First, there needs to be enough tumor tissue available for testing. A “fine needle aspiration,” or “FNA,” biopsy may not provide enough tissue. A “core needle biopsy” is more likely to provide sufficient tissue for testing. If you had your tumor surgically removed, there likely will be enough tissue available for testing.
Secondly, you or a loved one need to advocate on your behalf and speak to your oncologist about having your tumor tested for gene mutations. You may be required to undergo another procedure to obtain enough tissue, but the potential benefits of knowing the mutation status of your tumor may, in most instances, outweigh the risks of most biopsies. New gene mutations are regularly being discovered, and targeted therapies are being developed for these mutations.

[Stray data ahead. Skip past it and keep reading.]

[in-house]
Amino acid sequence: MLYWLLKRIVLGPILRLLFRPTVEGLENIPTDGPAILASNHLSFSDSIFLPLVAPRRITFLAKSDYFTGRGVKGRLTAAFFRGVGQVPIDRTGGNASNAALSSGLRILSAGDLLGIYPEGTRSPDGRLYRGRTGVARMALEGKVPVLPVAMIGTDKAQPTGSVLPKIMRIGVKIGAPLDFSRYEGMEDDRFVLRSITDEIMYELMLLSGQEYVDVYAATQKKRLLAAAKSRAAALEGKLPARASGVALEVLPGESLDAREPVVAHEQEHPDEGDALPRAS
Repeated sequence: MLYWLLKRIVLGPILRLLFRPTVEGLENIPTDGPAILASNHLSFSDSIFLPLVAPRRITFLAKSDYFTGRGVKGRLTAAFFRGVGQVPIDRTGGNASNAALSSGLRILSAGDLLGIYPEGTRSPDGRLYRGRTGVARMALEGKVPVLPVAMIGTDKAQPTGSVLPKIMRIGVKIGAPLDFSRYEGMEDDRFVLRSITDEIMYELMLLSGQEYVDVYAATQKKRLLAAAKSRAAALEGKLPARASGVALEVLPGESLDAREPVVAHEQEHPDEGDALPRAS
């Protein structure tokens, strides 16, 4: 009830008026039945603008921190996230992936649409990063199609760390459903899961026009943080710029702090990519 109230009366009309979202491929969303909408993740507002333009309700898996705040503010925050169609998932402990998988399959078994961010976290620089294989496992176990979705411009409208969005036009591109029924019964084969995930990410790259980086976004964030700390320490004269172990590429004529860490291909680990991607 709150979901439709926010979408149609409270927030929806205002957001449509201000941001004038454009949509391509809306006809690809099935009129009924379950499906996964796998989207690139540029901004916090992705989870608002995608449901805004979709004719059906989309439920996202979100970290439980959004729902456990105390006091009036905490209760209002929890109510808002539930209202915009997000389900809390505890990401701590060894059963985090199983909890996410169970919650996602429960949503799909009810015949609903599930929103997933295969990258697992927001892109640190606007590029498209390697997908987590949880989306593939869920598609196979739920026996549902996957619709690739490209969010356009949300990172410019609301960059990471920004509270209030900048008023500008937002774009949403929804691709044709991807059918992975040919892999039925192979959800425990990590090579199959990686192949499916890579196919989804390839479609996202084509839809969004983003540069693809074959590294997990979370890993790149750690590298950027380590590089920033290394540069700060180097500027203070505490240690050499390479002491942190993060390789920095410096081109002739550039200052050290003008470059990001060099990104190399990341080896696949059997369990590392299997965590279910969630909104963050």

Therefore, in order to take advantage of emerging therapies, and to maximize your treatment options, it is suggested that you request that your doctor order your tumor be tested for a wide range of gene mutations.
Should I be seeking a second opinion?
Because targeted therapy and tumor testing for lung cancer are still relatively new, some doctors may not be familiar with research andclinical trials available. It is very acceptable and strongly advisable to get a second opinion. There are lung cancer experts (thoracic oncologists) nationwide that are available to offer second opinions.